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Fundraising for solar lighting project in India’s villages: Third edition of Trade for a Cause is largest fundraiser by India employees

February 2014 │ India

Deutsche Bank, in partnership with the Chirag Rural Development Foundation (Project Chirag), is drawing on solar energy to help light up villages in rural India that are off the power grid. Since 2010, Deutsche Bank has supported Project Chirag, which began as a college initiative and is now a non-profit organisation active in 160 villages.

In early 2013, Deutsche Bank volunteers made a maiden trip to help install solar lights in the villages of the tribal belt around Wada near Mumbai. The houses are usually lit with rudimentary kerosene lamps that create soot, smoke and are a health hazard. The solar lights installed in each home help the children study, and allow the family to go about their daily chores after dusk. The solar system also has a mobile phone charger – a reminder that mobile telephony has penetrated the hinterlands faster than other basics. Despite the arid landscape and the vast distances between houses in the village, the trip struck a deep chord with the volunteers.

To increase engagement with this effort, Project Chirag was selected as the charity partner for Deutsche Bank’s Women in Asian Business 2013 conference as well as the Bank’s annual fundraiser, Trade for a Cause 2013, an in-house virtual trading game developed by DB Centre, the Bank’s Service Centre.
The premise of ‘Trade for a Cause’ is simple: by making a minimum donation, employees can support a worthy cause and as an added advantage, play the online trading game. Winners of the game stand to win prizes. ‘Trade for a Cause’ had already been active for two years, raising funds for various non-profits in India. The focus of the 2013 campaign for the annual fundraiser was a simple call to action – Light Up a Thousand Homes.

A national campaign was launched across 23 Deutsche Bank Group offices in India, targeting over 10,000 employees. The slogan drew attention to the glow on Mangla Balu Gavari’s face, one of the first beneficiaries of Deutsche Bank’s volunteering trip, whose image now features in the fundraising campaign. The campaign took this image to spread the word using every available communication tool: online, offline, and experiential, but with a clear partiality for eco-friendly digital media. The fundraiser itself – from the registration and donation process to the trading game – is entirely online. A flash mob in the cafeterias at lunch time brought an eye-catching element to the campaign launch. And to drive home the message, glow-in-the-dark stickers with a compelling message were put up in all the washrooms. The lights in the washroom were switched off, and the stickers grabbed the attention of every person as they reached for the light switch.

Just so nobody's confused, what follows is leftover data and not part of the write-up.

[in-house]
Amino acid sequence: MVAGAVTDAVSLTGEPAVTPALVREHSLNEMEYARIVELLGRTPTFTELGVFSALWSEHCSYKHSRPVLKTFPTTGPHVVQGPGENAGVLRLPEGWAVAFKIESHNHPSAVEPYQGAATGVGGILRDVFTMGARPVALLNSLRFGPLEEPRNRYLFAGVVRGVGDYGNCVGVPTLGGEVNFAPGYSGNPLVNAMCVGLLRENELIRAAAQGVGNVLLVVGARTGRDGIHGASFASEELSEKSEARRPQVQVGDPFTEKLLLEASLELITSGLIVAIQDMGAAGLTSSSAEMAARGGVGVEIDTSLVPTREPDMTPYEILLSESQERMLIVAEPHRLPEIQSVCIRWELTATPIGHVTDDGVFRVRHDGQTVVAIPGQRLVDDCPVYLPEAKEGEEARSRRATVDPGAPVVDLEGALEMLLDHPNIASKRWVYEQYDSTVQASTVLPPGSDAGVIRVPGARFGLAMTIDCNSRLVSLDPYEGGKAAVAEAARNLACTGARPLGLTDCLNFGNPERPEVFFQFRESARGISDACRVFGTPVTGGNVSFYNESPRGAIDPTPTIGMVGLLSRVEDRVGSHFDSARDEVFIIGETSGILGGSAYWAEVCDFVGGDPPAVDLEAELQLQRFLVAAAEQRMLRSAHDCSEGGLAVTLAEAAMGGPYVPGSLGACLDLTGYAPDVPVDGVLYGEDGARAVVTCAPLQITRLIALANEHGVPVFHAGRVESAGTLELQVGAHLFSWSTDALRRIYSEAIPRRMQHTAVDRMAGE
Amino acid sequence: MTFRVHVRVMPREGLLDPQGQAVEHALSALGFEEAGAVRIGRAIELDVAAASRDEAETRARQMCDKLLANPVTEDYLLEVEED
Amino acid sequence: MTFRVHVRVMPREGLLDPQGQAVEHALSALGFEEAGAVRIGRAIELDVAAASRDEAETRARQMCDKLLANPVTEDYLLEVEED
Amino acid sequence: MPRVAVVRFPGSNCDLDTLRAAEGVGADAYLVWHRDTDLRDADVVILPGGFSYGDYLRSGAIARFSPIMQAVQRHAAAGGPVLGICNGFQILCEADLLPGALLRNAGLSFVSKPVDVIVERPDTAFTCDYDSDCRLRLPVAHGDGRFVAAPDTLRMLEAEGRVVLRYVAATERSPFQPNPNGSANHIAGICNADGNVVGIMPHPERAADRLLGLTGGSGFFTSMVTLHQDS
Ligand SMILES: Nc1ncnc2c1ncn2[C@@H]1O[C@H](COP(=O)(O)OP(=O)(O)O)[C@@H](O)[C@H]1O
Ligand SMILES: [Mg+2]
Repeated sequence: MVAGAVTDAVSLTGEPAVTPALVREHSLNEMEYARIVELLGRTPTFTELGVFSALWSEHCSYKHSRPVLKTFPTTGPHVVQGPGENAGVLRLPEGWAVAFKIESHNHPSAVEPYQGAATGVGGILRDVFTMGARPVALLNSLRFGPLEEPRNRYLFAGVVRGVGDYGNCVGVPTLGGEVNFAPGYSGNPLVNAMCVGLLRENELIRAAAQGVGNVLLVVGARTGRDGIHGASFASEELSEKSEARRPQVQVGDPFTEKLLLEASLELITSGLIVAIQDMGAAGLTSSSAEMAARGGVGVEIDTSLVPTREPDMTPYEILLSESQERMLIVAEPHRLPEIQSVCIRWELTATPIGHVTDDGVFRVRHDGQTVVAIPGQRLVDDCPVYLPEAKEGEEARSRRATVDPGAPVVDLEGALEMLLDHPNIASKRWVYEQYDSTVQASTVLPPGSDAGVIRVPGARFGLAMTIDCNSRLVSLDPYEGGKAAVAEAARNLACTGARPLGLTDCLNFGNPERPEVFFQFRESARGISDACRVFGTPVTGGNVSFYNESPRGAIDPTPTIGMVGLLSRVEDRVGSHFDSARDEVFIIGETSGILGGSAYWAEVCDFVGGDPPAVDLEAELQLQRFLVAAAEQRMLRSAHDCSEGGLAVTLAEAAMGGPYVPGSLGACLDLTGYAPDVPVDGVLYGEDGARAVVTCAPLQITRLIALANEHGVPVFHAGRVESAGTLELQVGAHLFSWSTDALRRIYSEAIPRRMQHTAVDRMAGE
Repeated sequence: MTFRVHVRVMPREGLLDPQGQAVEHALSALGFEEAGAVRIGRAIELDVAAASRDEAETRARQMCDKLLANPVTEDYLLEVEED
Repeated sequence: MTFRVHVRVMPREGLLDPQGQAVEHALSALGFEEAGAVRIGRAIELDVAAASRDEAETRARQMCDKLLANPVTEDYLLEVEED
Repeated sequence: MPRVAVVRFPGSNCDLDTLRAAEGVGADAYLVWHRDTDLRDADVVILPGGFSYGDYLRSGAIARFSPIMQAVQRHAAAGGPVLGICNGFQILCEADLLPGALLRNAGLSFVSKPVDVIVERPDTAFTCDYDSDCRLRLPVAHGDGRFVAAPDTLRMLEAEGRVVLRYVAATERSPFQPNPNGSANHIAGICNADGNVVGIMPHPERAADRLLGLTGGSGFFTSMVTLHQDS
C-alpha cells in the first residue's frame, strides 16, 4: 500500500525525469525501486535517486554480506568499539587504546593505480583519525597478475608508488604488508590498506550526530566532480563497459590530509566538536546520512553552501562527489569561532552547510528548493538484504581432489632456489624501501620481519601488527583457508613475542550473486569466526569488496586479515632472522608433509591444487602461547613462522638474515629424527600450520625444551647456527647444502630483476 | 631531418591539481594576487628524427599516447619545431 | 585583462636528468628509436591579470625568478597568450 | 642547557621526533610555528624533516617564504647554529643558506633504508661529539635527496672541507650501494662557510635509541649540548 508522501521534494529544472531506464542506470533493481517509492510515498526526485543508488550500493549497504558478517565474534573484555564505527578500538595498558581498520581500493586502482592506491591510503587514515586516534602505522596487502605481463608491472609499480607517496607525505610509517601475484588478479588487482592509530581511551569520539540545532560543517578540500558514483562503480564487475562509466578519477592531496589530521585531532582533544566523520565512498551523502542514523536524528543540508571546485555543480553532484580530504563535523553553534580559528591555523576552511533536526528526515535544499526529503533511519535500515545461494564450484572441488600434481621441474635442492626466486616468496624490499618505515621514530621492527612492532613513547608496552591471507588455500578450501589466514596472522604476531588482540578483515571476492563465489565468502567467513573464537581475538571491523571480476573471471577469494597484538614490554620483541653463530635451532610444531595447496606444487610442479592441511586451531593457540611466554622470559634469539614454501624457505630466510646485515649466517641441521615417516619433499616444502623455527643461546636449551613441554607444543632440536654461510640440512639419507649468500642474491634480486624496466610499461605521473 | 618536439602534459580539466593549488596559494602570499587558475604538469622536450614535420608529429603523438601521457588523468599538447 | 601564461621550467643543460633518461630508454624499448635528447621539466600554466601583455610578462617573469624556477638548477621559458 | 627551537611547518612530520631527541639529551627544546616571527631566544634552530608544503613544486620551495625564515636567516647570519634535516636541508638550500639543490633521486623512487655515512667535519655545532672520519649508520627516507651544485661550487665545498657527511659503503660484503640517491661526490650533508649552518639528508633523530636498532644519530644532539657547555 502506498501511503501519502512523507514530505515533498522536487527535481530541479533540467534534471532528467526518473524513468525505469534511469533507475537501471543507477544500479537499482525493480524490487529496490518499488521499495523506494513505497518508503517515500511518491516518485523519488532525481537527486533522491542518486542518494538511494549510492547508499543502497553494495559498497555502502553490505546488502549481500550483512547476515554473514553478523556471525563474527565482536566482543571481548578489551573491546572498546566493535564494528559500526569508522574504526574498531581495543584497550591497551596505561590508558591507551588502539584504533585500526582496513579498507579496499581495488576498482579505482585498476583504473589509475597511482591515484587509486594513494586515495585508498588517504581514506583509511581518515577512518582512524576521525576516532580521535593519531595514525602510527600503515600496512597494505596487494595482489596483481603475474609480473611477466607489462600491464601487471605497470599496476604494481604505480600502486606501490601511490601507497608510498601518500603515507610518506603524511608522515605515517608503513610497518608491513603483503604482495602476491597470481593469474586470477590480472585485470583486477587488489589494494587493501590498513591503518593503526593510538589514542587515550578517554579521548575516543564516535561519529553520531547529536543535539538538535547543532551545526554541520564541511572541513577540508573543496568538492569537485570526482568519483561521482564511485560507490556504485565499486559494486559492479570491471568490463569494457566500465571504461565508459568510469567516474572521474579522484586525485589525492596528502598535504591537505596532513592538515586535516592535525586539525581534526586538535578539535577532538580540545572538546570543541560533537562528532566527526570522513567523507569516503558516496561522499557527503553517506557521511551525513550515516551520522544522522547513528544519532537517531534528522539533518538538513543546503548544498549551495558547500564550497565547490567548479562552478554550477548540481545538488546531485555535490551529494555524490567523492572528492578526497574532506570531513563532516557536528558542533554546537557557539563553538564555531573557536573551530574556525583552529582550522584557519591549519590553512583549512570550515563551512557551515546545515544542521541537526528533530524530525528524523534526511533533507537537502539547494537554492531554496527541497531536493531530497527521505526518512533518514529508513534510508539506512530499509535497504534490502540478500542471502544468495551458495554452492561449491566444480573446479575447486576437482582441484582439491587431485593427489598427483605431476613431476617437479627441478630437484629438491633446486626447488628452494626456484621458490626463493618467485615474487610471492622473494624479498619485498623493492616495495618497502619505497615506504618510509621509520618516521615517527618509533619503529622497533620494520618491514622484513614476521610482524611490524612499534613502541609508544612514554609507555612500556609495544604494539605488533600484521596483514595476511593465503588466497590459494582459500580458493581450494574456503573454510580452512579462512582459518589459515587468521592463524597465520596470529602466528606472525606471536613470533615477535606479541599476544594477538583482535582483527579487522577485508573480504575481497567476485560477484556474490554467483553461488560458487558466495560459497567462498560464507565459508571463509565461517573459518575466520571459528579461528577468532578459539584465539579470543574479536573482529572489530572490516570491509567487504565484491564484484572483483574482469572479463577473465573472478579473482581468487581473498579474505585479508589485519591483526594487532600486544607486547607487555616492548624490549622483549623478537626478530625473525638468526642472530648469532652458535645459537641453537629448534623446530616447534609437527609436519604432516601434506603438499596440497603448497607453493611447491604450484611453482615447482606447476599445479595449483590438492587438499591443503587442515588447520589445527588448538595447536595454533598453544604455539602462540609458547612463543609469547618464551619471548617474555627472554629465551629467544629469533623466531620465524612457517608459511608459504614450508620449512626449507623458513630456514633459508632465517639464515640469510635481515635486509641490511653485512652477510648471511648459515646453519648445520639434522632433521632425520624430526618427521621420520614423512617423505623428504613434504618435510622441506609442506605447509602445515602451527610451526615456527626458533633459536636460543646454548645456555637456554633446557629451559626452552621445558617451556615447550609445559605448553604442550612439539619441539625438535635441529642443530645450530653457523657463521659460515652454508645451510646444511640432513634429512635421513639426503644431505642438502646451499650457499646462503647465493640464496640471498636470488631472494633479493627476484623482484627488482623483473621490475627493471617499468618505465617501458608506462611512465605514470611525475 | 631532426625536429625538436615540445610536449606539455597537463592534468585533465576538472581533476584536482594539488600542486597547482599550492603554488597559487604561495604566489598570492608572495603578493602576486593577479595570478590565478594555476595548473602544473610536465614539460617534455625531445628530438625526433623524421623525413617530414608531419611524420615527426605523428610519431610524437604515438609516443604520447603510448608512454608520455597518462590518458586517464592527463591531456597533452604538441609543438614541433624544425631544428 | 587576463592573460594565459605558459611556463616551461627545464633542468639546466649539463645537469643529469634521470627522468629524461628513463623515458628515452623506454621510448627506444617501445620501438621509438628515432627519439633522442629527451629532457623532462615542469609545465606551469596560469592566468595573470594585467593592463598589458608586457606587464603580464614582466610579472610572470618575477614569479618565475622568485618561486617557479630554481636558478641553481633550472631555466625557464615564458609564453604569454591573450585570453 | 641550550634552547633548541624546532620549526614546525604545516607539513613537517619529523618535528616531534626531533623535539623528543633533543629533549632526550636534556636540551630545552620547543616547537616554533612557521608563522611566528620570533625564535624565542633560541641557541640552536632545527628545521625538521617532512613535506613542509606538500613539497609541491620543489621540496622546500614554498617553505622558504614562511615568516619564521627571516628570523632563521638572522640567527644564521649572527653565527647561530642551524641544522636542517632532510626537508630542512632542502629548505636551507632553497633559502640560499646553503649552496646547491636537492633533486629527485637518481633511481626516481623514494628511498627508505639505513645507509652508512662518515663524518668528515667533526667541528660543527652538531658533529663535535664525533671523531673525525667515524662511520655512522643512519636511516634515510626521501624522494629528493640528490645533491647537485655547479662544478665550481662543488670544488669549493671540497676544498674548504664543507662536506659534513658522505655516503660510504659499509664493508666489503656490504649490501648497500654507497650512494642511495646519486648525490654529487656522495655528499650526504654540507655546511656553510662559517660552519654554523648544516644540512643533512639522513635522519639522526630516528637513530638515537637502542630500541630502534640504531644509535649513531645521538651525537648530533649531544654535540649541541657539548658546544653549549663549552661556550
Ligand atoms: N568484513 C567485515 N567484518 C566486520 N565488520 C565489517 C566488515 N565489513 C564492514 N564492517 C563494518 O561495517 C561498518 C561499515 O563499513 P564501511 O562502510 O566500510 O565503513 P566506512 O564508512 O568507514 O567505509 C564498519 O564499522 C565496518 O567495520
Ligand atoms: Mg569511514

The campaign, rooted in reality and with a clearly-articulated target, spurred employees into participating in unprecedented numbers. In 2013, participation climbed by almost 30% and each participant contributed double the minimum donation required to join the game. 40% more funds were raised in 2013, as compared to the amount raised in 2011 and 2012 combined, making this the largest fundraiser by employees in India.

Trade for a Cause 2013 has engaged 714 employees in the trading game and raised over INR16,50,000 for Project Chirag.
Handing over the cheque to the Project Chirag team, Anirban Lahiri, Global Head of DB Centre, acknowledged the efforts that made the fundraiser a success.

Jyotirmoy Chatterji, the co-founder of Project Chirag, expressed his gratitude, saying, “Deutsche Bank was amongst one of the first corporates to have supported us and we will be ever indebted to your organisation for your belief in our vision when no one did. Thanks for standing by us and always encouraging us to create a larger impact.”

Deutsche Bank aims to meet the goal of lighting up a thousand homes by the end of 2014. Since February 2013, groups of volunteers will head to Barmer in Rajasthan and Wada in Maharashtra to begin installating solar lights there.


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Last Update: February 28, 2014
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